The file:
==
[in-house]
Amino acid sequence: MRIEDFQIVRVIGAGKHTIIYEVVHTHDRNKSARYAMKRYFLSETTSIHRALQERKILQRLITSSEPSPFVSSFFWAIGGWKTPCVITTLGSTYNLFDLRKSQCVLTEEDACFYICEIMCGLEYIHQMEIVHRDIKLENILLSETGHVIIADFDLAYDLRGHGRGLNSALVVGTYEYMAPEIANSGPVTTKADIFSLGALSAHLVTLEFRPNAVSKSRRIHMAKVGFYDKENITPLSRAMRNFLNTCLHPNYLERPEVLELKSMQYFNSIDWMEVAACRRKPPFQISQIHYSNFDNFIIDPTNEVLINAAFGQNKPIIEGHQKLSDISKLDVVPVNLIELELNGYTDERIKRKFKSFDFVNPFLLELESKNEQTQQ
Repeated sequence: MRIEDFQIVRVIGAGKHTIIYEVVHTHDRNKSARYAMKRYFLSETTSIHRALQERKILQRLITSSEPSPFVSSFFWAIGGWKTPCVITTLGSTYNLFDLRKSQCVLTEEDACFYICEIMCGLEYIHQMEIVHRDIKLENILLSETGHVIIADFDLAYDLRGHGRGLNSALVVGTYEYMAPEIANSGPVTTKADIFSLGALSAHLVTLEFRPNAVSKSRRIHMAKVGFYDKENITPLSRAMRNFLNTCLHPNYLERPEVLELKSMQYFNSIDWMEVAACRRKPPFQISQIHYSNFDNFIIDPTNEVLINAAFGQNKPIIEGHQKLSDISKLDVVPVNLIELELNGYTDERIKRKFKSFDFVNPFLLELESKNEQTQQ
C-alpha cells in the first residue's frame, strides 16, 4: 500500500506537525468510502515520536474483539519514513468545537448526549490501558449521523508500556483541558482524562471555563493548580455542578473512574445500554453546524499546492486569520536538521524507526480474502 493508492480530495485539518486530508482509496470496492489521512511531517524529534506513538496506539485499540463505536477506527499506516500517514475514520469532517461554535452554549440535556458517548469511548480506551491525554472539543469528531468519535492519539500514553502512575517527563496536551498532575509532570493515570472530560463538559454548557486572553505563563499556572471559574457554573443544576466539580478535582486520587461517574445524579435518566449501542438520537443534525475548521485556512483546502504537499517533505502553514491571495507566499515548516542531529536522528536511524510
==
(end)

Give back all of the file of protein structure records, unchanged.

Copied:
[in-house]
Amino acid sequence: MRIEDFQIVRVIGAGKHTIIYEVVHTHDRNKSARYAMKRYFLSETTSIHRALQERKILQRLITSSEPSPFVSSFFWAIGGWKTPCVITTLGSTYNLFDLRKSQCVLTEEDACFYICEIMCGLEYIHQMEIVHRDIKLENILLSETGHVIIADFDLAYDLRGHGRGLNSALVVGTYEYMAPEIANSGPVTTKADIFSLGALSAHLVTLEFRPNAVSKSRRIHMAKVGFYDKENITPLSRAMRNFLNTCLHPNYLERPEVLELKSMQYFNSIDWMEVAACRRKPPFQISQIHYSNFDNFIIDPTNEVLINAAFGQNKPIIEGHQKLSDISKLDVVPVNLIELELNGYTDERIKRKFKSFDFVNPFLLELESKNEQTQQ
Repeated sequence: MRIEDFQIVRVIGAGKHTIIYEVVHTHDRNKSARYAMKRYFLSETTSIHRALQERKILQRLITSSEPSPFVSSFFWAIGGWKTPCVITTLGSTYNLFDLRKSQCVLTEEDACFYICEIMCGLEYIHQMEIVHRDIKLENILLSETGHVIIADFDLAYDLRGHGRGLNSALVVGTYEYMAPEIANSGPVTTKADIFSLGALSAHLVTLEFRPNAVSKSRRIHMAKVGFYDKENITPLSRAMRNFLNTCLHPNYLERPEVLELKSMQYFNSIDWMEVAACRRKPPFQISQIHYSNFDNFIIDPTNEVLINAAFGQNKPIIEGHQKLSDISKLDVVPVNLIELELNGYTDERIKRKFKSFDFVNPFLLELESKNEQTQQ
C-alpha cells in the first residue's frame, strides 16, 4: 500500500506537525468510502515520536474483539519514513468545537448526549490501558449521523508500556483541558482524562471555563493548580455542578473512574445500554453546524499546492486569520536538521524507526480474502 493508492480530495485539518486530508482509496470496492489521512511531517524529534506513538496506539485499540463505536477506527499506516500517514475514520469532517461554535452554549440535556458517548469511548480506551491525554472539543469528531468519535492519539500514553502512575517527563496536551498532575509532570493515570472530560463538559454548557486572553505563563499556572471559574457554573443544576466539580478535582486520587461517574445524579435518566449501542438520537443534525475548521485556512483546502504537499517533505502553514491571495507566499515548516542531529536522528536511524510